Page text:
I love Autumn.

There are so many wacky and spiky things.

Everything looks a bit ‘alien’.

This space adventure has four fun, anti-anxiety tools (so you can all be as super chilled as these aliens).

And you can do it any time of year. It’s perfect if you have a young child who’s worried about school, a new sibling, or just when you have one of those ‘everyone’s feeling a bit irritable’ days.  

1. An Active Story

Active Stories is an idea covered by Laurence Cohen in The Opposite of Worry. Laurence says that when children concentrate on moving their bodies in a particular away, it helps to calm them – just like in Tai Chi or yoga. For children, an Active Story might involve walking on tiptoes, or making themselves really big to scare a make-believe character away. So perhaps you’re walking to school and your child is feeling really worried, one way to help is to make up an adventure where they move as part of the story (and I’ll give some examples in just a moment). This has worked wonders for us on the school run as an anti-anxiety tool.

2. Nature and the outdoors

Nature is naturally calming… Unless you stand on one of those dog poo bags and have the contents splurge out onto your shoes, which happened on one of our outings. Why do people bag them up and leave them on paths? Or dangle them in trees five metres from a bin? Does this happen in other countries too or just England?

Anyway, we took our Active Story outdoors.

We landed our spaceship on an alien planet (aka a woodland path on our housing estate!). The ground was very bouncy, so we spent some time jumping around and pretending like we were walking on the Moon. We met Spike the alien (a green, spiky conker shell). Here he is at a later picnic, with some eyes attached.  
My son was quite taken by him! Spike gave us advice like: “When we go through this bit, we need to make ourselves look really BIG, so that the bumblebats won’t bump into us.” And “Ooh, we have to sneak past a sleeping alien bear here. Be very quiet. Let’s tiptoe.” After creeping past the bear, my son wanted to run back and wake him up with lots of shouting (cue my sleepy alien bear voice). Turns out he wanted to invite the bear to a party, which inspired the next sections of our story!

3. Giggly games

If your child does want to wake the alien bear, this is also an opportunity for giggly chasing. Cohen recommends bumbling and being a bit useless when you chase to get the giggles going. So the ‘sleepy bear’ could bump into trees or even fall back asleep mid-chase. (And if you want more giggly game ideas, you can get my free e-book, ‘How to Get the Giggles’, with lots of games to help tackle phobias and anxiety – yes, I know, shameless plug).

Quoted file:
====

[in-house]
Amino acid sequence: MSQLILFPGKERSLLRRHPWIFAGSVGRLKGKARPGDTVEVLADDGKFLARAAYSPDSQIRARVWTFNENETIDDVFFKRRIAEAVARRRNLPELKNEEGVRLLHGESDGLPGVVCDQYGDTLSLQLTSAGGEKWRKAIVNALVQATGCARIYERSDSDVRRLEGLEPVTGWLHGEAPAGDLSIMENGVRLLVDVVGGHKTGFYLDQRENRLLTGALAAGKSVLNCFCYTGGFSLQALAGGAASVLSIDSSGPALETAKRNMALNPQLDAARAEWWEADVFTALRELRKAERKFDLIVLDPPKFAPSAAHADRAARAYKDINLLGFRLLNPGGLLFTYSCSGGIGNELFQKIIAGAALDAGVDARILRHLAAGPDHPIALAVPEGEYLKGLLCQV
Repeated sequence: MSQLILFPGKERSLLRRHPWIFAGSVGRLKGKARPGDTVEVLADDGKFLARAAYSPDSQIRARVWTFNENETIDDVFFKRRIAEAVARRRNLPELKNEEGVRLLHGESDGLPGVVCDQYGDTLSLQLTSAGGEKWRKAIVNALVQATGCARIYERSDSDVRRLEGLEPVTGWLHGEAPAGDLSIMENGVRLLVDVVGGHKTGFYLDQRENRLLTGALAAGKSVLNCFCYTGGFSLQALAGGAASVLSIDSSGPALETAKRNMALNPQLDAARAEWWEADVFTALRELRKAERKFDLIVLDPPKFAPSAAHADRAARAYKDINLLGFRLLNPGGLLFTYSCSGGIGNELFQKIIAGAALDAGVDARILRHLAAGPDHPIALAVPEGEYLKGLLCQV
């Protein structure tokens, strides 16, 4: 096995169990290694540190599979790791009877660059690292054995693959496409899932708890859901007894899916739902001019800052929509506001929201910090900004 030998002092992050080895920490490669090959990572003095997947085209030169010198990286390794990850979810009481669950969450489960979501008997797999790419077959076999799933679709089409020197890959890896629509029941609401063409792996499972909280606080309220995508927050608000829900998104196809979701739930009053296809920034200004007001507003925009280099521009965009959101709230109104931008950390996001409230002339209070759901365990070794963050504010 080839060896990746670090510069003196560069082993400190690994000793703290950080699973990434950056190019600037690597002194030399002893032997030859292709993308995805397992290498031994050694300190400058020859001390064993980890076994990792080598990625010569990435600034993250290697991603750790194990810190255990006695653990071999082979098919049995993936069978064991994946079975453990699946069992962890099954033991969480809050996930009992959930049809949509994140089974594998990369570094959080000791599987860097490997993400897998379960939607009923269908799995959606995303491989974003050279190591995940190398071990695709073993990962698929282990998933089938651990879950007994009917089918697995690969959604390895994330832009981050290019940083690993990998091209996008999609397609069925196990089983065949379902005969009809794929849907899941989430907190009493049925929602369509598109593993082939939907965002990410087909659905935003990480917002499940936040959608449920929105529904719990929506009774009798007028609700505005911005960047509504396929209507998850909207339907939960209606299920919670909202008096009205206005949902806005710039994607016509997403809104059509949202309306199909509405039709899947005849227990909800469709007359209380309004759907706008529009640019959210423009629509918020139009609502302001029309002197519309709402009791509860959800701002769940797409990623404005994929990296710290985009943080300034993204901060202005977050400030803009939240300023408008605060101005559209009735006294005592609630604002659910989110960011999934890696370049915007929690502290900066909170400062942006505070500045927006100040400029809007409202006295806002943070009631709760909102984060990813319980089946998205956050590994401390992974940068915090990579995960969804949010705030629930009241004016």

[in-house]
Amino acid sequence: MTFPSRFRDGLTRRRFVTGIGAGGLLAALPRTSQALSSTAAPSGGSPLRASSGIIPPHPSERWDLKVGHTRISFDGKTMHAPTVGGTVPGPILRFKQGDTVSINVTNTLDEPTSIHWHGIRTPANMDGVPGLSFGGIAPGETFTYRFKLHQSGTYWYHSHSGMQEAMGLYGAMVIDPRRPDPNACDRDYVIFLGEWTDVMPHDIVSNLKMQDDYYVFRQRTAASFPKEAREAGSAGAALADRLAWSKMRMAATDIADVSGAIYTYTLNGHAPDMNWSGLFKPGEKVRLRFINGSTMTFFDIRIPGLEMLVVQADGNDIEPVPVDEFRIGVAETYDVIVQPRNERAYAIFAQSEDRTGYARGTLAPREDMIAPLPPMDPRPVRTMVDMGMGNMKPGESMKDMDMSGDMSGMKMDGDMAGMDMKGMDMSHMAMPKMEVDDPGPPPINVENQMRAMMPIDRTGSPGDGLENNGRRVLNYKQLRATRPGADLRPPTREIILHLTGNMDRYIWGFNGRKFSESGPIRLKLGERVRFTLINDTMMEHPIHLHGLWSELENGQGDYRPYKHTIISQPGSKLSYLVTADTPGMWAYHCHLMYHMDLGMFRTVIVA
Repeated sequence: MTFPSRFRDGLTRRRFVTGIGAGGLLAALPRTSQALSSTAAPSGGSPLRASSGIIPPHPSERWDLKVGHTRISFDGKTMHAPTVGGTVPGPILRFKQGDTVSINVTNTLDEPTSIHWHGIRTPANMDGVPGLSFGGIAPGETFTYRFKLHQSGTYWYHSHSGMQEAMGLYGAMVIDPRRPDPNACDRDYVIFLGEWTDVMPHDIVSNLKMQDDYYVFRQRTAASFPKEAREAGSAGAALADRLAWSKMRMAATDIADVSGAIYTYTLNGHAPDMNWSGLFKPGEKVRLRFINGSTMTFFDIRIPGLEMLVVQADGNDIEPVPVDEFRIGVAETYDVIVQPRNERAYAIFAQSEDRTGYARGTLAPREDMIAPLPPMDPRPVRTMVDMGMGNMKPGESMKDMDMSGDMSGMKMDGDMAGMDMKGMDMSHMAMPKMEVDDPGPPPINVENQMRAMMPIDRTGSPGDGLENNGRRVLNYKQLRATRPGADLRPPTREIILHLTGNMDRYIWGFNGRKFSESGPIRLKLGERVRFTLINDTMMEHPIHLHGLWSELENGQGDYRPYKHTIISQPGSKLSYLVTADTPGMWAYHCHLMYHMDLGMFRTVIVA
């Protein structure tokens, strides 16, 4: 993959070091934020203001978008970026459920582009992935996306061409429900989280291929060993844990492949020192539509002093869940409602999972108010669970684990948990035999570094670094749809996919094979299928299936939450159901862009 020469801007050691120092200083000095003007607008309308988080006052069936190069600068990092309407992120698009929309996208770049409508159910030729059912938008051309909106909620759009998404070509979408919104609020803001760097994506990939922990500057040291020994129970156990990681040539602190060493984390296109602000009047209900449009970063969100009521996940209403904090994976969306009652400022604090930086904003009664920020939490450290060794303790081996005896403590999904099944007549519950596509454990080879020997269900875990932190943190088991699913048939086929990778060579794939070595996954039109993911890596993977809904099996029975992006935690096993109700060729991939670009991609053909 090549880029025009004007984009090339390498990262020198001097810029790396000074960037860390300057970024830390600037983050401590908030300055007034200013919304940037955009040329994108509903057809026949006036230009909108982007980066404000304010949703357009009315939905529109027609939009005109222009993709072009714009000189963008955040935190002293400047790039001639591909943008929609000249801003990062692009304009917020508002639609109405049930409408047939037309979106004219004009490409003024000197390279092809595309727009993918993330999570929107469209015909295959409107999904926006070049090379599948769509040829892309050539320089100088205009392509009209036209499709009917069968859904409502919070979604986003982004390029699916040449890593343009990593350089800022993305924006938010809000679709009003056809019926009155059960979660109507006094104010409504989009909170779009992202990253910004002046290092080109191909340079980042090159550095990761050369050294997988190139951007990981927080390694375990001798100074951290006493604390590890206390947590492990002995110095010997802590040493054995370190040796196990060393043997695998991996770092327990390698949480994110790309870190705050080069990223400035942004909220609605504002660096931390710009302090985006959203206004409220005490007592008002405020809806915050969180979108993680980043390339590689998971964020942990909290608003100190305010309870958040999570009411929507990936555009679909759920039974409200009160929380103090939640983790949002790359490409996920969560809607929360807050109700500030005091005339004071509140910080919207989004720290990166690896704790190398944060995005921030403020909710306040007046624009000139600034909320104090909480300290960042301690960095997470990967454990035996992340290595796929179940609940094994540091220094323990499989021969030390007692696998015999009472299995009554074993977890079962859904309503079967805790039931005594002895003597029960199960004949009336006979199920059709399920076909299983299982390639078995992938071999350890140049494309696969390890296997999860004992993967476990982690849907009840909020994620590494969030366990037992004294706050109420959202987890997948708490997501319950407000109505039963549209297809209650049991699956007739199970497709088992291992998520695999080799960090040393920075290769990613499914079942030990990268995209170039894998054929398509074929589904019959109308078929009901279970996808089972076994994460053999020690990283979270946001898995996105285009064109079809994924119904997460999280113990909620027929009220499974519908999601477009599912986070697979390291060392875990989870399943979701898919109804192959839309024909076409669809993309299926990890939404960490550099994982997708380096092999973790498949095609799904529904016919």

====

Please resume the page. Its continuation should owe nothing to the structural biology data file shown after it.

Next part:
4.  Sensory stuff

Sensory exploration helps us focus on the here and now, making it a great anti-anxiety tool. The first item to find was a present for Spike. “Sticks are really fun and you can do lots with them,” my son said, as he went off to find the ultimate stick. “Spike will love this!” he said when he’d found his perfect moss-covered specimen. We gathered party decorations, including dangling seeds. And selected party hats (leaves that we put on our heads). On the way home we found bowls (acorn cups) for our party picnic, along with crazy alien food to put inside. We also found a few more aliens and their boats (curled up horse chestnut leaves). Back at home – party time!  
We enjoyed adding Googly eyes to bring some of our aliens to life (and learned that play do or blue tack might be useful for securing them next time!). We tested whether our boats would float on water (they did, even when carrying small aliens). We looked at which aliens could swim and which sunk (luckily the ones that sank could breathe underwater). We had so much fun we have returned to this activity again and again (and different seasons bring different alien creatures!). This activity always puts us in a good mood. I love that it requires no prep and can be very child-led in the way that the story unfolds (for instance, the characters can be inspired by what you find, and by your child, which is helpful if you’ve had four hours sleep and your brain is struggling to make up a story!). A few extra ideas:
  • Create an alien lake Use an old washing up bowl or art tray and add alien ‘plants’ and creatures.
  • Make alien party hats Use recycled cardboard, and PVA/ strips of double-sided sticky tape to add natural materials
  • Make alien party music Tap sticks together, tape pine cones into boxes to make shakers, or put stones and acorns in plastic bottles.

So how about you?

What’s your favourite thing to do outdoors with your children? What helps your child with anxiety? And have you ever had handbag mulch (the result of mossy sticks, leaves and other items being snuck into your bag to take home)? I once found a small spider living next to my lip balm… now we take a cloth bag! Let me know in the comments below.
Mother and child hugging showing positive parenting and conscious relationships

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